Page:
Unchanged Melodies Insult My Intelligence

Dies Irae

(Photo credit: suyensedai)

So…

This week’s Weekly Writing Challenge deals with how music has impacted or represents your life.  My regular readers already know to be afraid of this.  Very afraid.

Fortunately for you, those fears are well grounded.  Out of all the tunes ever written, you can probably guess what I’ll be writing about.  (Hint: it ain’t Wrecking Ball.)

Today’s post will discuss the Roman Catholic funerary hymn Dies Irae.  It just screams my personality, doesn’t it?

For those of you who don’t know the song, here’s a version that some monks performed:

Even though religion didn’t figure prominently in my home life, I attended Catholic schools growing up.  You might say that I absorbed more religion than vodka in school.  That’s vodka, not wine.  The Church endorses an occasional sip of wine from an early age.  So, I suppose I absorbed more alcohol than religion as a child and that’s why I became such an upstanding citizen.

Although the schools offered strong academics, the religious content droned on and on like the monks.  That’s not to say that the monks lack talent, but they, like theological instruction, don’t connect with listeners unless the listeners possess a preexisting desire to drink it in.  I didn’t have that.

Wine, on the other hand, connects whether you want it to or not.  That post will have to wait, though.

Back to the story: I graduated from high school and never attended church again except for weddings and funerals.  I no longer had to appear religion-friendly because I was no longer subject to religious expectations.  During these years, I picked up a CD with another version of Dies Irae… this time by a goth band called Mantus:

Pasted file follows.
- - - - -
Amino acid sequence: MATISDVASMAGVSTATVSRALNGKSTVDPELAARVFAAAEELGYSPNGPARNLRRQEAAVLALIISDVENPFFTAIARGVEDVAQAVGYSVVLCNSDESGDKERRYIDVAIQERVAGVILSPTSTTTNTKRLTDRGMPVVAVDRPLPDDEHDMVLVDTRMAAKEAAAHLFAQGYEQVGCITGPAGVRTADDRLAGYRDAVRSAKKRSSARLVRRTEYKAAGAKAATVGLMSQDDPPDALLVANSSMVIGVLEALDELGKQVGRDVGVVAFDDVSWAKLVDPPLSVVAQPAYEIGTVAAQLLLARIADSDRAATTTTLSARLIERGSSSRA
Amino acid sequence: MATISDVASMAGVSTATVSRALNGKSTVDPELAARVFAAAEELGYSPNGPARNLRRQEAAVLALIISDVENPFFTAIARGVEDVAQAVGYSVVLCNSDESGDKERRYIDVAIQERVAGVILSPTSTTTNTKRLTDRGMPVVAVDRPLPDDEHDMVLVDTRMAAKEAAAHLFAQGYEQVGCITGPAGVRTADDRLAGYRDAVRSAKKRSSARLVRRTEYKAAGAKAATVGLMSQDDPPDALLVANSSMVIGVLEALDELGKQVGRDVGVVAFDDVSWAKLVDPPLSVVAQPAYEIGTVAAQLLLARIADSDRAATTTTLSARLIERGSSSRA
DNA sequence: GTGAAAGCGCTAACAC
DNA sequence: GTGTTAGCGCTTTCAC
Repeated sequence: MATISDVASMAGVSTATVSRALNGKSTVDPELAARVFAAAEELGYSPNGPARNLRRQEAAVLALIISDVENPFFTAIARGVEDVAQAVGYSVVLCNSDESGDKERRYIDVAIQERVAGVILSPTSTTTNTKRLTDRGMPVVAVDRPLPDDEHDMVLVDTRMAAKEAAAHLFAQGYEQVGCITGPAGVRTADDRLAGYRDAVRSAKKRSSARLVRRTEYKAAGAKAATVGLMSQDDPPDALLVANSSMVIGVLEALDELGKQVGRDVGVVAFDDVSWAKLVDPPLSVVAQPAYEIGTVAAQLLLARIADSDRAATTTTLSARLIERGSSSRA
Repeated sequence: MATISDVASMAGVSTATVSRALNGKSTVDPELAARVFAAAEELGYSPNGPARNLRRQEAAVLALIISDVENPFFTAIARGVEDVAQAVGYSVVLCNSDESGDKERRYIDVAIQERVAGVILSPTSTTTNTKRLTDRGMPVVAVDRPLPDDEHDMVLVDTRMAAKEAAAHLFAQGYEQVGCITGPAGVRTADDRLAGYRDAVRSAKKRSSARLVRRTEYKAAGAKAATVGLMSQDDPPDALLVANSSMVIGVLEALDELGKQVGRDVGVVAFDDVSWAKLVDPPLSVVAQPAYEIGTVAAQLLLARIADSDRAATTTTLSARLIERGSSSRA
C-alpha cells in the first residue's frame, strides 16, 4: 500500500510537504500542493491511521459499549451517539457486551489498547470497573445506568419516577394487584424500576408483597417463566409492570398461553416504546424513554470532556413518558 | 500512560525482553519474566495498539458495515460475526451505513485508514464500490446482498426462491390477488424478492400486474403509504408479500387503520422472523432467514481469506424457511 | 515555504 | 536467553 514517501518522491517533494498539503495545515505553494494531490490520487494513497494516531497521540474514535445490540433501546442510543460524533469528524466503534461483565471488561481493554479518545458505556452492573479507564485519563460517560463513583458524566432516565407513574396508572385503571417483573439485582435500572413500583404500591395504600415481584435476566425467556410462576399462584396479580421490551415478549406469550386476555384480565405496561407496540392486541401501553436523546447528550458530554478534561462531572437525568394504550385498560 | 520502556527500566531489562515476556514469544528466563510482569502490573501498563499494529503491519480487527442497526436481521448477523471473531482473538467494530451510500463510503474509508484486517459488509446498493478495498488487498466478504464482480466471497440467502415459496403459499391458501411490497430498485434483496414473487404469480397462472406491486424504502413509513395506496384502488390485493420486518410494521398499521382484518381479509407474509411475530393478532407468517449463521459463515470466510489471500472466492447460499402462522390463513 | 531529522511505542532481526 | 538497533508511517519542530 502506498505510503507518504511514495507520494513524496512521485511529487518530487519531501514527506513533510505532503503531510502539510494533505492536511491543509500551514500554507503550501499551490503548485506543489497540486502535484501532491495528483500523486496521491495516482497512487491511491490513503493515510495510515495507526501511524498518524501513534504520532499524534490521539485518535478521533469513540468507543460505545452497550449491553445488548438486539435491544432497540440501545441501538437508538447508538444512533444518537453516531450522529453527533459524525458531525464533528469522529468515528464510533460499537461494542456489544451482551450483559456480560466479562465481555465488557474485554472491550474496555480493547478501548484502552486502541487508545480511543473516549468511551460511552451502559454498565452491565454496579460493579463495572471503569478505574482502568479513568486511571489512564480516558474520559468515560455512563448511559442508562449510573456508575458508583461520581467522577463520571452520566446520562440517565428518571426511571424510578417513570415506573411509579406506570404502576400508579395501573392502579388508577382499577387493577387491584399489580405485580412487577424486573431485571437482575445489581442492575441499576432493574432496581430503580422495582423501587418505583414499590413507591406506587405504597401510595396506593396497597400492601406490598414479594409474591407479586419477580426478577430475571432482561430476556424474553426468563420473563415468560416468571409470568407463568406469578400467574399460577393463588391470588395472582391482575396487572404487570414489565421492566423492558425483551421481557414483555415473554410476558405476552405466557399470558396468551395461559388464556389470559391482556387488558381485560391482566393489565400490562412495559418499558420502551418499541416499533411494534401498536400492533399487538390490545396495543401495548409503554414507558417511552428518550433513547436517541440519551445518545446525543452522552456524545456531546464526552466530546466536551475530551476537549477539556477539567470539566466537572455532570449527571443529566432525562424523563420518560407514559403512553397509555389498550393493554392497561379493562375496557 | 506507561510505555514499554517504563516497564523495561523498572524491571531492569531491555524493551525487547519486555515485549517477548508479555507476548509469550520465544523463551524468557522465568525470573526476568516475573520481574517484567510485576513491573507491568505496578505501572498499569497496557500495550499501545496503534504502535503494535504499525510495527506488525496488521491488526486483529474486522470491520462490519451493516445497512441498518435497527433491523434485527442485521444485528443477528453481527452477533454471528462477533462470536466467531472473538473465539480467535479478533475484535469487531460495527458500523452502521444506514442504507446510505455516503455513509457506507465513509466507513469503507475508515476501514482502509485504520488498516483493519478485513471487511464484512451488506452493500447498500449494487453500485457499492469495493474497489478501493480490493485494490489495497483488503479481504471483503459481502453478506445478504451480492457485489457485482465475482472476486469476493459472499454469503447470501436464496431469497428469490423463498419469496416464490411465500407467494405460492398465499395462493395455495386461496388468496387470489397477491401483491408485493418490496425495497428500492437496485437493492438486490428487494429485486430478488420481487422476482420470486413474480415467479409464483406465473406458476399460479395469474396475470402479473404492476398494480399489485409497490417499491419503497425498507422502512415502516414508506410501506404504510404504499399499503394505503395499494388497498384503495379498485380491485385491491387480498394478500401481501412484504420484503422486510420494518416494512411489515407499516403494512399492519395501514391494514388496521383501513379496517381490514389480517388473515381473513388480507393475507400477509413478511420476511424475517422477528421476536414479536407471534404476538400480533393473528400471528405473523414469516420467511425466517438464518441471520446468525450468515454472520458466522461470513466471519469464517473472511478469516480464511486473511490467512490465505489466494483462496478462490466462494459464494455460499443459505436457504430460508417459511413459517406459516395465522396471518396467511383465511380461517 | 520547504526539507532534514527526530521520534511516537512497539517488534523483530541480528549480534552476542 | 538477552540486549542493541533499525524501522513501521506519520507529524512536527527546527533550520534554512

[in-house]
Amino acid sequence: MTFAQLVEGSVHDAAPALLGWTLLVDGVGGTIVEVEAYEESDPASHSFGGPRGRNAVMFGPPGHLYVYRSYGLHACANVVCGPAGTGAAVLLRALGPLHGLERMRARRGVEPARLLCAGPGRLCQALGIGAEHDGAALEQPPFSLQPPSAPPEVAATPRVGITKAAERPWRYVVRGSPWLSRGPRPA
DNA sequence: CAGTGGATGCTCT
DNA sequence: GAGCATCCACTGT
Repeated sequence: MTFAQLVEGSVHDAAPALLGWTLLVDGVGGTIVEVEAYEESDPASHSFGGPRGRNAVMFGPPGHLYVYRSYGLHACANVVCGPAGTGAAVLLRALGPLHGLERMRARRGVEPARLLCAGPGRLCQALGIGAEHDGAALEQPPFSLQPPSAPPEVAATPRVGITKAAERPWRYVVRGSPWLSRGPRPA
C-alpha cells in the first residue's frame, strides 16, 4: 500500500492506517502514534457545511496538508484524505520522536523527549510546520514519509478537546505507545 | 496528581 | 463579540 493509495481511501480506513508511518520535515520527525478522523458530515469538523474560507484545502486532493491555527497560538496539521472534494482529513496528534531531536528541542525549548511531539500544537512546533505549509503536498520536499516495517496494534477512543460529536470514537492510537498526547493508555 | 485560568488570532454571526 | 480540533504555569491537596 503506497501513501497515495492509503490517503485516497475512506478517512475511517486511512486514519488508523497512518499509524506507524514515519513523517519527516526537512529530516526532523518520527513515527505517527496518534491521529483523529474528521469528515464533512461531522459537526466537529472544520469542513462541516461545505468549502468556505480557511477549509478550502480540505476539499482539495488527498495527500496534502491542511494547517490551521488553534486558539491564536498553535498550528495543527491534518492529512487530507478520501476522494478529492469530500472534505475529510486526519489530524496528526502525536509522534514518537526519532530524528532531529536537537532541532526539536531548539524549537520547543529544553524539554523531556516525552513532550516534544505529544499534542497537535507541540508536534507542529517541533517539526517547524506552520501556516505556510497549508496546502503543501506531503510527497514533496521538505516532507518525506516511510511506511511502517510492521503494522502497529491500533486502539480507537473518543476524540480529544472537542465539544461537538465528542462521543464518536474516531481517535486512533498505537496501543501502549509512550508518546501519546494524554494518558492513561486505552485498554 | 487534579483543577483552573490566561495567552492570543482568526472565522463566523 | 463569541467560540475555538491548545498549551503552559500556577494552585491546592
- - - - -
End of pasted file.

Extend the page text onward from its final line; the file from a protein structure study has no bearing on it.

No, I never took on goth dress or anything like that.  In retrospect, though, I find it rather amusing that a goth band would choose to sing Catholic liturgical music, even if it was originally for funerals.  I suppose that means the band, much like myself, never became anti-religion in any real sense.  The updated hymn also makes for a more substantial listening experience than the mindless Satan worship that comes from so many cheap metal bands; I guess that’s why I’ve never gotten rid of my old goth-style music.  Goths appreciate the classics.

And then I reached graduate school, an experience that would suffice to send anyone into a greater depression than the average goth band depicts.  Fortunately, I stayed psychologically healthy and made it through to graduation.  And then I became unemployed.  Normally, unemployment is supposed to be depressing but I’ve somehow remained happy.  I guess it’s a lot easier to deal with new problems if you’re glad enough to be free of where you were.  Unfortunately, I can’t use that explanation in a job interview because it counts as badmouthing former employers.

I probably need not inform you that I discovered a more upbeat version of Dies Irae.    I may be in a morbid state of affairs but I’m still cheerful when my intelligence isn’t being insulted.  Anyway, here’s the song: